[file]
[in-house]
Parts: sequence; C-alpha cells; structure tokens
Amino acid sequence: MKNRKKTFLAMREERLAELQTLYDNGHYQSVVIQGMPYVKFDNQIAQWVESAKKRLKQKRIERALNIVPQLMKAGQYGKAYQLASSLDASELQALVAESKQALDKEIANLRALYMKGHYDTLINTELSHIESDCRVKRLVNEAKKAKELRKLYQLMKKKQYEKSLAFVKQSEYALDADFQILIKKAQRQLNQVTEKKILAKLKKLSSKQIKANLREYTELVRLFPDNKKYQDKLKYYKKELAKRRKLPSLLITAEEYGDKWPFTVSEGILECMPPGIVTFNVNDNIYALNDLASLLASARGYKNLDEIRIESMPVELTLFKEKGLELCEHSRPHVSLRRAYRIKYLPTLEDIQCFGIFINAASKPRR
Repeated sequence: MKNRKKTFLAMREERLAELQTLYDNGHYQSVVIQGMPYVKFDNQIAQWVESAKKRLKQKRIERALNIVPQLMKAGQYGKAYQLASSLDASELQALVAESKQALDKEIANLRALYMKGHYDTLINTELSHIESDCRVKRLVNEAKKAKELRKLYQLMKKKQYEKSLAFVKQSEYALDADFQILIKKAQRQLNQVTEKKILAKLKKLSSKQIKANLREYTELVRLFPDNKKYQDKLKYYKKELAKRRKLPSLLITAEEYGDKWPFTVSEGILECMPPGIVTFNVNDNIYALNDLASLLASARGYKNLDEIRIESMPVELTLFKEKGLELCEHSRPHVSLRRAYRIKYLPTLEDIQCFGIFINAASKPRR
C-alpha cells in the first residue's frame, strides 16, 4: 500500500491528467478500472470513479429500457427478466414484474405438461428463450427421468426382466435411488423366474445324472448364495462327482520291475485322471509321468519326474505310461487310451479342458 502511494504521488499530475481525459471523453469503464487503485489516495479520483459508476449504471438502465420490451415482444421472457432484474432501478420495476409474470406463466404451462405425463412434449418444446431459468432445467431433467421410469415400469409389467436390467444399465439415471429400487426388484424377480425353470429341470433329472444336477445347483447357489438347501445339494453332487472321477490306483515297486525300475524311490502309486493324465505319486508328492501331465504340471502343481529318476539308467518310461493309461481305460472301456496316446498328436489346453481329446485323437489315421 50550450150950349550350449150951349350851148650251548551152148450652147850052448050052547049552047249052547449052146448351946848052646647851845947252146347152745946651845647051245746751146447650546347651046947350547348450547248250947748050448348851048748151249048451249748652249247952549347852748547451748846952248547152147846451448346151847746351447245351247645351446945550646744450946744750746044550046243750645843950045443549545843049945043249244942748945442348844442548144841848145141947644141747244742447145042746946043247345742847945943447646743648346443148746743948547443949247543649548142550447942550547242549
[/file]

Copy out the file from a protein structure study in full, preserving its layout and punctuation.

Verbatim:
[in-house]
Parts: sequence; C-alpha cells; structure tokens
Amino acid sequence: MKNRKKTFLAMREERLAELQTLYDNGHYQSVVIQGMPYVKFDNQIAQWVESAKKRLKQKRIERALNIVPQLMKAGQYGKAYQLASSLDASELQALVAESKQALDKEIANLRALYMKGHYDTLINTELSHIESDCRVKRLVNEAKKAKELRKLYQLMKKKQYEKSLAFVKQSEYALDADFQILIKKAQRQLNQVTEKKILAKLKKLSSKQIKANLREYTELVRLFPDNKKYQDKLKYYKKELAKRRKLPSLLITAEEYGDKWPFTVSEGILECMPPGIVTFNVNDNIYALNDLASLLASARGYKNLDEIRIESMPVELTLFKEKGLELCEHSRPHVSLRRAYRIKYLPTLEDIQCFGIFINAASKPRR
Repeated sequence: MKNRKKTFLAMREERLAELQTLYDNGHYQSVVIQGMPYVKFDNQIAQWVESAKKRLKQKRIERALNIVPQLMKAGQYGKAYQLASSLDASELQALVAESKQALDKEIANLRALYMKGHYDTLINTELSHIESDCRVKRLVNEAKKAKELRKLYQLMKKKQYEKSLAFVKQSEYALDADFQILIKKAQRQLNQVTEKKILAKLKKLSSKQIKANLREYTELVRLFPDNKKYQDKLKYYKKELAKRRKLPSLLITAEEYGDKWPFTVSEGILECMPPGIVTFNVNDNIYALNDLASLLASARGYKNLDEIRIESMPVELTLFKEKGLELCEHSRPHVSLRRAYRIKYLPTLEDIQCFGIFINAASKPRR
C-alpha cells in the first residue's frame, strides 16, 4: 500500500491528467478500472470513479429500457427478466414484474405438461428463450427421468426382466435411488423366474445324472448364495462327482520291475485322471509321468519326474505310461487310451479342458 502511494504521488499530475481525459471523453469503464487503485489516495479520483459508476449504471438502465420490451415482444421472457432484474432501478420495476409474470406463466404451462405425463412434449418444446431459468432445467431433467421410469415400469409389467436390467444399465439415471429400487426388484424377480425353470429341470433329472444336477445347483447357489438347501445339494453332487472321477490306483515297486525300475524311490502309486493324465505319486508328492501331465504340471502343481529318476539308467518310461493309461481305460472301456496316446498328436489346453481329446485323437489315421 50550450150950349550350449150951349350851148650251548551152148450652147850052448050052547049552047249052547449052146448351946848052646647851845947252146347152745946651845647051245746751146447650546347651046947350547348450547248250947748050448348851048748151249048451249748652249247952549347852748547451748846952248547152147846451448346151847746351447245351247645351446945550646744450946744750746044550046243750645843950045443549545843049945043249244942748945442348844442548144841848145141947644141747244742447145042746946043247345742847945943447646743648346443148746743948547443949247543649548142550447942550547242549